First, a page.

What is Horopito?

Dean Fountain
This information was provided mainly from https://phoebeshaw.wordpress.com and the press release of http://www.radionz.co.nz/audio/remote-player?id=2510163

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Meatstock Festival Auckland

Dean Fountain

A recent announcement that the meaty festival that combines barbeques, music and barbers is coming to New Zealand in February  2017.

its not that far away! So book yourself in and support the industry whilst giving yourself a good feed and possibly a local craft beer to wash it down.

The team at Rhayne will certainly be attending!

rhayne meat stock horopito


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Venison - Hunters Horopito

Dean Fountain2 comments

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Rhayne Makrut Lime Leaf and Carrot Soup

Dean Fountain2 comments


  • ½ cup of fresh lemongrass, finely chopped
  • 1 tablespoon of Rhayne Makrut Lime Leaf Salt Seasoning.
  • 3 cups of water (water to steep the above ingredients)
  • 1 ½ cup of finely chopped carrots
  • 1 cup coconut flesh (preferably fresh - young coconut)
  • 1 garlic clove
  • 1 tablespoon. extra-virgin olive oil
  • 1 tablespoon. coconut oil
  • 1 tbsp. lemon juice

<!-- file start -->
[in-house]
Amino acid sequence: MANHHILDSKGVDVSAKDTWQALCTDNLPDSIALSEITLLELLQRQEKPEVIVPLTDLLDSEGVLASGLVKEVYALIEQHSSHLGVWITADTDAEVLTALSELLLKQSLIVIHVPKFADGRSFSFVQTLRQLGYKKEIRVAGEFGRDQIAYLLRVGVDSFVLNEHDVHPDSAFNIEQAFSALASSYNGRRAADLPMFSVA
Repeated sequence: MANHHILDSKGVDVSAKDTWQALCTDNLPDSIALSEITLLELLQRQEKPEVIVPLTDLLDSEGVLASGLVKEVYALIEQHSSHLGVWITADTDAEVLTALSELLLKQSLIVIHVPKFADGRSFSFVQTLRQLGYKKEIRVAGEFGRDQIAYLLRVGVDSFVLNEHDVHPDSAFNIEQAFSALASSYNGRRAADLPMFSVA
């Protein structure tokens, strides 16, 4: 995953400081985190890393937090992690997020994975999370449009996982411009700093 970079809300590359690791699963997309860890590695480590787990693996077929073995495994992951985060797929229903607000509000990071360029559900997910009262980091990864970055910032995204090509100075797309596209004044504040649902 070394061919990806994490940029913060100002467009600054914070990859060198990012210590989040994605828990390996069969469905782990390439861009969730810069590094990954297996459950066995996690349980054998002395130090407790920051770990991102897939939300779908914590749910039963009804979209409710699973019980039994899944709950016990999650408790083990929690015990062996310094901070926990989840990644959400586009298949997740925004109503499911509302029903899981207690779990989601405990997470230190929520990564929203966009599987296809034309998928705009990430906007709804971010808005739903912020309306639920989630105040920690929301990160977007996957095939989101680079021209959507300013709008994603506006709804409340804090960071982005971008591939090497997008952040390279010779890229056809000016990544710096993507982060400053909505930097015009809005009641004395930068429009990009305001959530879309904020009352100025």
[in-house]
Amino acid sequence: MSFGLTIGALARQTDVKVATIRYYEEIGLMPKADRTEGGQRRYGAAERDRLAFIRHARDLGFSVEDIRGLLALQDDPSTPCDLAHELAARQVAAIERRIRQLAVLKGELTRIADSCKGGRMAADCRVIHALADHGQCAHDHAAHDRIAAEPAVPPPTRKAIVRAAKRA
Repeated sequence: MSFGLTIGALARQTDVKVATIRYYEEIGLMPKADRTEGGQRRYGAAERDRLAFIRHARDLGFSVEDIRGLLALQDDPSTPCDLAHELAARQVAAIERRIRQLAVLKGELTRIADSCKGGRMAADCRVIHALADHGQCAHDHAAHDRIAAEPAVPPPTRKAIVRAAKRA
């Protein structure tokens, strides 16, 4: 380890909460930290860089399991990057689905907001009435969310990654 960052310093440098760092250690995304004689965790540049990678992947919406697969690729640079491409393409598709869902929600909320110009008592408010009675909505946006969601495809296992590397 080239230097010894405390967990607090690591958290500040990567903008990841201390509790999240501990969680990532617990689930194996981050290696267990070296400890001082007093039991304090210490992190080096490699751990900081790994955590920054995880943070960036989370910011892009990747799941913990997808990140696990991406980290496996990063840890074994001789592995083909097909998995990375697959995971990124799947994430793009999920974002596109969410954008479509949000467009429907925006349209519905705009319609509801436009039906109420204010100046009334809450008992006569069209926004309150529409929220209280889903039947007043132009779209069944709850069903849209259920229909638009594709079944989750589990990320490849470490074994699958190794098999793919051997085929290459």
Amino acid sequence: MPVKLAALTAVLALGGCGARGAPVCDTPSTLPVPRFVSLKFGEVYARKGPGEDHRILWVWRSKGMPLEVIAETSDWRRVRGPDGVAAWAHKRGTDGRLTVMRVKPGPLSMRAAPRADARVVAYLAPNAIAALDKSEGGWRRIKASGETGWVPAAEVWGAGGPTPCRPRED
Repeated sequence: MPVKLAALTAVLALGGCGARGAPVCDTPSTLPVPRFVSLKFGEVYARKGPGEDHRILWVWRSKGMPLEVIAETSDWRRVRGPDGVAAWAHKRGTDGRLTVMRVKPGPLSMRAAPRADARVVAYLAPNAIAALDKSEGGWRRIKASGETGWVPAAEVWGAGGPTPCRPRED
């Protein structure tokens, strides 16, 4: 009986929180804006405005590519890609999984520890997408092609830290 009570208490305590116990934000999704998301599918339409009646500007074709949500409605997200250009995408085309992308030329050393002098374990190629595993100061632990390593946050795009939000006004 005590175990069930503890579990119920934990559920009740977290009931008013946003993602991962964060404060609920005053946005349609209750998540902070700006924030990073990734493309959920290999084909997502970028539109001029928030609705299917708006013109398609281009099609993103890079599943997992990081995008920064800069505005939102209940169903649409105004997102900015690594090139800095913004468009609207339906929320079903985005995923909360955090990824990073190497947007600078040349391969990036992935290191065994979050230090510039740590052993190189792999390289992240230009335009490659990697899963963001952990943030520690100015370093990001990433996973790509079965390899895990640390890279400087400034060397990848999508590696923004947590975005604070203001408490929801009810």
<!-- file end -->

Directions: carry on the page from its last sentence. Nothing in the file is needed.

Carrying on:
• Generous pinch sized piece of ginger (fresh is best)
  • ½ tbs of minced shallot
  • 1 tbsp. coconut aminos
  • ½ tsp of turmeric


1. Prepare the lemongrass, place in two cups of boiling water and steep for at least 10 minutes. 

2. Remove lemongrass from the water and add this water along with the rest of the ingredients in the blender and blend until steamy and smooth, about 3 minutes.

3. Pour into bowls and garnish, serve immediately while soup is still warm.

This will last a few days in the fridge... otherwise put in the freezer (in snaplock bags) for a quick snack for another day.


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Perfect Porcini Sea Salt Mash Potato!

Dean Fountain2 comments


  • 1 kilogram of Red Rascal potatoes or (low water/high starch potato)
  • 3 teaspoons of Rhayne Porcini Salt 
  • 1 cup full fat milk (room temperature)
  • 4 tablespoons room-temperature unsalted butter, cut in pieces
  • ½ teaspoon of cracked black pepper
  • 2 teaspoons of table salt (to mix with boiling water)


  1. Wash, peel, and cut the potatoes into small pieces (approx 1" cubed)
  2. Place potatoes in a large pot of cold water salted with table salt and bring to a boil over a high heat. 
  3. Reduce the heat to medium and simmer 12-15 minutes, until potatoes are tender.
  4. Drain potatoes and allow to thoroughly air dry and slightly cool.
  5. Mash potatoes in small batches with potato smasher, adding salt to taste, butter and milk over time until completely incorporated.